Technology & Science

Isolated Amazonian tribe captured in drone video

New aerial images give a rare glimpse of an isolated tribe in Brazil's Amazon, showing 16 people walking through jungle as well as a deforested area with a crop.

Knowing more about community's way of life will help protect them, advocates say

This 2017 photo released by the National Indian Foundation (FUNAI) shows a 'maloca,' or long house, in Vale do Javari, Amazonas state, Brazil. The agency has registered 107 isolated tribes in Latin America's largest nation. (FUNAI via Associated Press)

New aerial images give a rare glimpse of an isolated tribe in Brazil's Amazon, showing 16 people walking through jungle as well as a deforested area with a crop.

In a clip released Tuesday night, one of the tribespeople appears to be carrying a bow and arrow.

Brazil's agency for Indigenous affairs, Funai, said it captured the drone shots during an expedition last year to monitor isolated communities, but only released them now to protect their study.

Researchers monitored the tribe in Vale do Javari, an Indigenous territory in the southwestern part of the state of Amazonas. There are 11 confirmed isolated groups in the area — more than anywhere else in Brazil.

The agency has been studying the community in the images for years, but this was the first time it was able to catch it on camera.

"These images have the power to make society and the government reflect on the importance of protecting these groups," said Wallace Bastos, Funai's president.

This 2017 photo released by FUNAI shows canoes on the bank of a river in Vale do Javari, Amazonas state, Brazil. An agency official said they had monitored this tribe in the jungle for years but had never caught it on camera. FUNAI placed the pen on one of the boats to show the size. (FUNAI via Associated Press)

Bruno Pereira, who coordinates Funai's study of isolated groups in the region, said this documentation also helps researchers study their culture. The agency has not yet been able to identify the name of the tribe, though it has guesses about its ethnicity and what language it speaks.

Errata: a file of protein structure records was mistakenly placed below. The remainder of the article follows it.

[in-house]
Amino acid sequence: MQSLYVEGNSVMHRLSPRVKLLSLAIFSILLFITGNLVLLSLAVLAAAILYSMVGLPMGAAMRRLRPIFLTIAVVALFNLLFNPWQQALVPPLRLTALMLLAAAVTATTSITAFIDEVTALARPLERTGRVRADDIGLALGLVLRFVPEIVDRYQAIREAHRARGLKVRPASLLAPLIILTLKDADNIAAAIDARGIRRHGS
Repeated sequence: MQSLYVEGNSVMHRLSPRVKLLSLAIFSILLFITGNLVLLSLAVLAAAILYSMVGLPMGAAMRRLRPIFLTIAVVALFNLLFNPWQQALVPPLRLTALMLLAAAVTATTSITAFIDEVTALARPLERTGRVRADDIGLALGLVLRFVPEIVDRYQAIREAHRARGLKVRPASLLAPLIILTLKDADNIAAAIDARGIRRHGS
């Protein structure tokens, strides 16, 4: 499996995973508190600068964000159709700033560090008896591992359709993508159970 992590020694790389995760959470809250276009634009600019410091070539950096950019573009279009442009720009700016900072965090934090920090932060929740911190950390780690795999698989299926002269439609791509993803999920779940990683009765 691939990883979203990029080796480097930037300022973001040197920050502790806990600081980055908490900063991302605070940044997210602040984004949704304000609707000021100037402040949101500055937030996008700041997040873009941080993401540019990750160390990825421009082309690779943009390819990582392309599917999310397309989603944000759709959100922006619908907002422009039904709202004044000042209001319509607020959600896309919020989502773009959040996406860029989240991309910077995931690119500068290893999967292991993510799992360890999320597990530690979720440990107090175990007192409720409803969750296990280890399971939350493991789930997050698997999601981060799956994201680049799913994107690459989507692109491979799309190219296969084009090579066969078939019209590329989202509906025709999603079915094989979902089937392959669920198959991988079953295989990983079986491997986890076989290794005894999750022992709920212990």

"The more we know about isolated communities' way of living, the more equipped we are to protect them," he said.

Overall, the agency has registered 107 isolated tribes in Latin America's largest nation. While Funai takes photos and videos sometimes, it has not been making contact with them for over 30 years.

This 2017 photo released by FUNAI shows an axe on the ground in Vale do Javari, Amazonas state, Brazil. FUNAI included the pen to show scale. (FUNAI via Associated Press)

Pereira told the Associated Press these communities are aware of the cities and farms in their surroundings, but they often choose to isolate themselves due to traumatic experiences with the outside world.

External contact can often be deadly, ending in massacres or epidemics wiping out tribes. Last year, a group of illegal gold miners allegedly killed 10 people in an isolated community.

"If they wanted contact with the outside world, they would seek out ways to communicate with us," Pereira said.

Comments

To encourage thoughtful and respectful conversations, first and last names will appear with each submission to CBC/Radio-Canada's online communities (except in children and youth-oriented communities). Pseudonyms will no longer be permitted.

By submitting a comment, you accept that CBC has the right to reproduce and publish that comment in whole or in part, in any manner CBC chooses. Please note that CBC does not endorse the opinions expressed in comments. Comments on this story are moderated according to our Submission Guidelines. Comments are welcome while open. We reserve the right to close comments at any time.